In terms of a contract, there are a few things I’d like to see happen. First of all, I’d like to see the 2014 option declined. The option is only for $13M, and the buyout is dirt cheap. It’s probably better to fold that season into his new contract.
Secondly, I’d like to see the contract extension limited to three years. Once Lester’s current deal expires, he’ll be 30. It doesn’t take a genius to understand that baseball players typically decline once they hit that age. Lester has a lot of wear-and-tear on his left arm due to the number of innings he’s thrown. Naturally, he’ll become more susceptible to injury the longer he continues to pitch. Additionally, limiting his contract to only three seasons not only improves long-term payroll flexibility, but also lowers the overall risk of the contract.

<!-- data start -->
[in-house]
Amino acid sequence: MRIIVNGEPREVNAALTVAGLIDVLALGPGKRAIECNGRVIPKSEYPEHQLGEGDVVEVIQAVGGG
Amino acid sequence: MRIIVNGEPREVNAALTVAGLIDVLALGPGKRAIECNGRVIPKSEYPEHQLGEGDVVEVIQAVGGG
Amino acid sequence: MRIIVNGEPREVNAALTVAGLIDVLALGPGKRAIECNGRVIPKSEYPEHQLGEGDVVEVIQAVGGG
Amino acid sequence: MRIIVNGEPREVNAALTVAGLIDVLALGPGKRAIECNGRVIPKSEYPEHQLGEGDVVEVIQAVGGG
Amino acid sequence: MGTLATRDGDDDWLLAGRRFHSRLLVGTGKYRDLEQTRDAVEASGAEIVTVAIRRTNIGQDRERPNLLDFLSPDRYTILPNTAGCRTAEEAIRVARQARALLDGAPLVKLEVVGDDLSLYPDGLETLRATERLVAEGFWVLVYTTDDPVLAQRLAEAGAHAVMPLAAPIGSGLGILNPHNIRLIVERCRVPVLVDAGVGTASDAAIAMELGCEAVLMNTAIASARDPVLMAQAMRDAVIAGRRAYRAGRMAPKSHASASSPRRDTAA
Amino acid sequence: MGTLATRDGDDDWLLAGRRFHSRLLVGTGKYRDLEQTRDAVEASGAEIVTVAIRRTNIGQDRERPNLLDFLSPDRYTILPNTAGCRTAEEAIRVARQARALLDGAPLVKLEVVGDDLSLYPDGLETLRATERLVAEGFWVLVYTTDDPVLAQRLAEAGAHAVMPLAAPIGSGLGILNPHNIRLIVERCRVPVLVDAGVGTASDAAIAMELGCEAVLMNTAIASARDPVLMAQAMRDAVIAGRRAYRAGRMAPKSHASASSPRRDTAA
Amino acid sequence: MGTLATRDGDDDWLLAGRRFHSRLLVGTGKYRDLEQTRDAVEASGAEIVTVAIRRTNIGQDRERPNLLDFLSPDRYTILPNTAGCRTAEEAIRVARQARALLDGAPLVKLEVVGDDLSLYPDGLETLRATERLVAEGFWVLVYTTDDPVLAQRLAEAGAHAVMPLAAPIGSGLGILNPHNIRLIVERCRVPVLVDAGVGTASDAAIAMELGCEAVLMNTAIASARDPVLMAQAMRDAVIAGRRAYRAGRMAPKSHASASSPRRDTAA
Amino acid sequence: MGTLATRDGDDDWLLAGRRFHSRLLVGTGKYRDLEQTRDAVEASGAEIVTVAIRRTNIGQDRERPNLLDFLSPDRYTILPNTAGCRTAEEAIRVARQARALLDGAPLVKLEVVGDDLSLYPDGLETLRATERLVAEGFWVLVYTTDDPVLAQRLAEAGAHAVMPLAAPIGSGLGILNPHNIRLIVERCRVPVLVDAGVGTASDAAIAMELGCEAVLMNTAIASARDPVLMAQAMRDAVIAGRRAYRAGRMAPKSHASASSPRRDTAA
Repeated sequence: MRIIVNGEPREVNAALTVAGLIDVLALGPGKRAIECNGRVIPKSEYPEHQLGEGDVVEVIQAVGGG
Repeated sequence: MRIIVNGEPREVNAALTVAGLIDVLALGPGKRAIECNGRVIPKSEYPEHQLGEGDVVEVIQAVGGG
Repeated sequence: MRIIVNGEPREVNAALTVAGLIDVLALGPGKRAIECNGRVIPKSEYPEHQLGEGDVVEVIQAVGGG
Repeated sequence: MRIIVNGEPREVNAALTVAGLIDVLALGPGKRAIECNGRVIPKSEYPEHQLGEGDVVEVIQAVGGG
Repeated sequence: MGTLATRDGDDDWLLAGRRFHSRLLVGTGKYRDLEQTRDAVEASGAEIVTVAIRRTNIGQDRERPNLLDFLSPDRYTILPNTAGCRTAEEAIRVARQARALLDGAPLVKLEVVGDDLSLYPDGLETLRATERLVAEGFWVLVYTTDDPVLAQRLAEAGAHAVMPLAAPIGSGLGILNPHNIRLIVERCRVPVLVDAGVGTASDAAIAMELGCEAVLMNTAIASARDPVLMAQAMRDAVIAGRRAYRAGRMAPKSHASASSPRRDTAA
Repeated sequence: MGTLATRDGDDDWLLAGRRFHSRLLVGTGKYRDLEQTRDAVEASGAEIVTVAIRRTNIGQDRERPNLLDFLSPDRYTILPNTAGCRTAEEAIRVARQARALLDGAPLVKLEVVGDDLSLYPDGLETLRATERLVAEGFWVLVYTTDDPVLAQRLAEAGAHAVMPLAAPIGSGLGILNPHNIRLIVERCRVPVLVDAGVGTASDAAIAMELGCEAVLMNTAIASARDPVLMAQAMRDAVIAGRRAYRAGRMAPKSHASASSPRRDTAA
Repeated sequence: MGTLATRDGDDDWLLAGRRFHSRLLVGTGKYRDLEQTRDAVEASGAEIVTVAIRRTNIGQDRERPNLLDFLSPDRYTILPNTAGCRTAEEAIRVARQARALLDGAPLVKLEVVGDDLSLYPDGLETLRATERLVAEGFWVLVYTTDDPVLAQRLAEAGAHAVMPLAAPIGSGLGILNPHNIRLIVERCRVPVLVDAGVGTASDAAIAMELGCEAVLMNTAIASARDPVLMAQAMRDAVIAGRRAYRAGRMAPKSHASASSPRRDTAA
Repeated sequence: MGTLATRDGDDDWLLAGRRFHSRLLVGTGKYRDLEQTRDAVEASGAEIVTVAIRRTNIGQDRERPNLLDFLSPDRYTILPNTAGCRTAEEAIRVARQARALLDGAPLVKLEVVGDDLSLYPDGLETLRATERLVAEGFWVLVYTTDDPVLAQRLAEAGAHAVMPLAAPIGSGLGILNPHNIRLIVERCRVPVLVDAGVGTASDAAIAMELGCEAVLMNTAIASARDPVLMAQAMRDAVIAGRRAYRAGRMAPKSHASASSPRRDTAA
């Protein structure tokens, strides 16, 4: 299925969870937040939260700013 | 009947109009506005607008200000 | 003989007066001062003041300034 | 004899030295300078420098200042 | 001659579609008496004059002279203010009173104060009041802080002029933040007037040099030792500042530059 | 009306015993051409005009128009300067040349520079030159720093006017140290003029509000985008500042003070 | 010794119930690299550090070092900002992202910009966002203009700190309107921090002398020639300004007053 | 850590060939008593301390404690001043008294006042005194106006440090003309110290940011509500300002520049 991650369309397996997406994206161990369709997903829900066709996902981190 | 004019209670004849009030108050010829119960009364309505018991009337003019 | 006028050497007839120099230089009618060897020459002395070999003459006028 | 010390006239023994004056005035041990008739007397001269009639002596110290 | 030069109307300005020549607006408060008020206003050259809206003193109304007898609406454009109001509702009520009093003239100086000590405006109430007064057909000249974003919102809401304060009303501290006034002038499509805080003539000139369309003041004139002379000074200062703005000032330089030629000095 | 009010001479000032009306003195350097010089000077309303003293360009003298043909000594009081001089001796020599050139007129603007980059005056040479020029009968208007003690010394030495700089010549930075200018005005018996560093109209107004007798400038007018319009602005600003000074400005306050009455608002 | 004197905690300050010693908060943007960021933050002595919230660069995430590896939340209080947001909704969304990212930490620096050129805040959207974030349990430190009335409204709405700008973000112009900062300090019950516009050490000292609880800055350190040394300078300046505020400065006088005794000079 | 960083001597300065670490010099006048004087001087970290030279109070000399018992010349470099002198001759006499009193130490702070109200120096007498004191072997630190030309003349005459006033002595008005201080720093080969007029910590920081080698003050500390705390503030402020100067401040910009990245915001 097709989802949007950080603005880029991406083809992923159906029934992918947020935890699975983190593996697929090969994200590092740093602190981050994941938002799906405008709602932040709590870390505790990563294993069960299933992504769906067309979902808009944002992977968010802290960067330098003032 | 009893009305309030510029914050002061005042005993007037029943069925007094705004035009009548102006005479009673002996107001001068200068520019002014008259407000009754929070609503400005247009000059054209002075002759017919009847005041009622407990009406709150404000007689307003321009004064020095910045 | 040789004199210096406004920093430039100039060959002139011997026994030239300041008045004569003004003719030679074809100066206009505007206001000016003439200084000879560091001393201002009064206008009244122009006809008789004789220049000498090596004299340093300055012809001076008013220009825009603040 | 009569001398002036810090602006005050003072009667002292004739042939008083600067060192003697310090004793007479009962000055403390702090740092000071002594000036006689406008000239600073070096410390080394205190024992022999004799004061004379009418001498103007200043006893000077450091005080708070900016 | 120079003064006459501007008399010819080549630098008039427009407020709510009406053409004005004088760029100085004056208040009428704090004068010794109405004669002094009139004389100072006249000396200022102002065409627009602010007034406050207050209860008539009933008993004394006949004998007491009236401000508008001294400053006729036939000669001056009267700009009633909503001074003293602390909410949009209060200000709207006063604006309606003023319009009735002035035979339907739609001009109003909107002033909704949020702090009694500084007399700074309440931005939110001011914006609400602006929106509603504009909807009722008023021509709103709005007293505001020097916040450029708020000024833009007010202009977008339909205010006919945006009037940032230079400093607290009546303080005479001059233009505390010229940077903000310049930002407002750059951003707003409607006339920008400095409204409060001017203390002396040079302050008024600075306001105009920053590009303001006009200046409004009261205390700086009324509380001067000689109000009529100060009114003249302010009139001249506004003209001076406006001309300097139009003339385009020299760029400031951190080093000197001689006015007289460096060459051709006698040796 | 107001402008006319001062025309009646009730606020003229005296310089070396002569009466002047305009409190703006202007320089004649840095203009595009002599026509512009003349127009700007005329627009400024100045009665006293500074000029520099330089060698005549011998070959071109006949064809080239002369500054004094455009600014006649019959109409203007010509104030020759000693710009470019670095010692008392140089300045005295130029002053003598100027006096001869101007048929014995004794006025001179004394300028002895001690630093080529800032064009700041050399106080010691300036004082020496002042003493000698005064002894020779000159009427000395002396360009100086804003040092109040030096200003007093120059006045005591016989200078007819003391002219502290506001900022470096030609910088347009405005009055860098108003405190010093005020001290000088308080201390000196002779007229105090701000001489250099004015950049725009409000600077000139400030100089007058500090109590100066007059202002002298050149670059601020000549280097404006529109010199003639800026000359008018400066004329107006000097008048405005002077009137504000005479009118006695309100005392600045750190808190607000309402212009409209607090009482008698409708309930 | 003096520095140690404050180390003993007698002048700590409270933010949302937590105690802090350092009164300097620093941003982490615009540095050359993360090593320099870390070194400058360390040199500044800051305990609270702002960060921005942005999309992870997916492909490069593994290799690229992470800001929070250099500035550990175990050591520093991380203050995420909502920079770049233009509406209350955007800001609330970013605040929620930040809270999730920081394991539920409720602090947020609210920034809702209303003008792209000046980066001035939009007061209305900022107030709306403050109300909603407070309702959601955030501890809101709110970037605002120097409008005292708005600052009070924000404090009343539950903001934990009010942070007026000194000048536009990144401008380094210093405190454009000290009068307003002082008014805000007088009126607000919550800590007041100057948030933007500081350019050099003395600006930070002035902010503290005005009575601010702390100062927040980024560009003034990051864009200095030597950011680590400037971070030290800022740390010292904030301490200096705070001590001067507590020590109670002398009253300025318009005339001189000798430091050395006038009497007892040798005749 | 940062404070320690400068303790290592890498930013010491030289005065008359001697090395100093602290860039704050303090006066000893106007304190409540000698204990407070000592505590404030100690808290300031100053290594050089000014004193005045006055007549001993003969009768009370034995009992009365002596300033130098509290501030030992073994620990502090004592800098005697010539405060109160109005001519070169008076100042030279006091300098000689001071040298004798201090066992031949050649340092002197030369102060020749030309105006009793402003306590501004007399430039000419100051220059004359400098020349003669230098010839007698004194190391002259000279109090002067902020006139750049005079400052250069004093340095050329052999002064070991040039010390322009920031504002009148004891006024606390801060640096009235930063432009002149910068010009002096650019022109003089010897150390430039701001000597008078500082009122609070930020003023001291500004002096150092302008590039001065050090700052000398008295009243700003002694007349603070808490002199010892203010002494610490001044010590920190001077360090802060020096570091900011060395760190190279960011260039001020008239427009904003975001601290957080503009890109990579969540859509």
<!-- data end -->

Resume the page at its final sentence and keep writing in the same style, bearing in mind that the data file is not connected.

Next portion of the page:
Lastly, I’d like to see the average annual salary of the contract settle around $17-18M, if at all possible. While this might sound like a lot of money (and it is), it’s actually slightly below market value for a pitcher of his caliber. Considering he’d under contract, as opposed to being on the free agent market, this might be doable.
Overall, Lester has been too good to not at least consider the option of extending him. If Lester’s camp starts requesting parameters that are far outside of what the Red Sox are comfortable accepting, they should step away from the table. With one, potentially two, season(s) remaining, no one should be in any rush to get a deal completed. Still, completing one now could end up saving the Red Sox a ton of money if Lester rebounds in a big way in 2013.
What are your thoughts on a potential Jon Lester extension? Is it a good idea? Will three years $54M get it done? Is it too much money? Not enough? You tell me. Share your thoughts in the comments section below.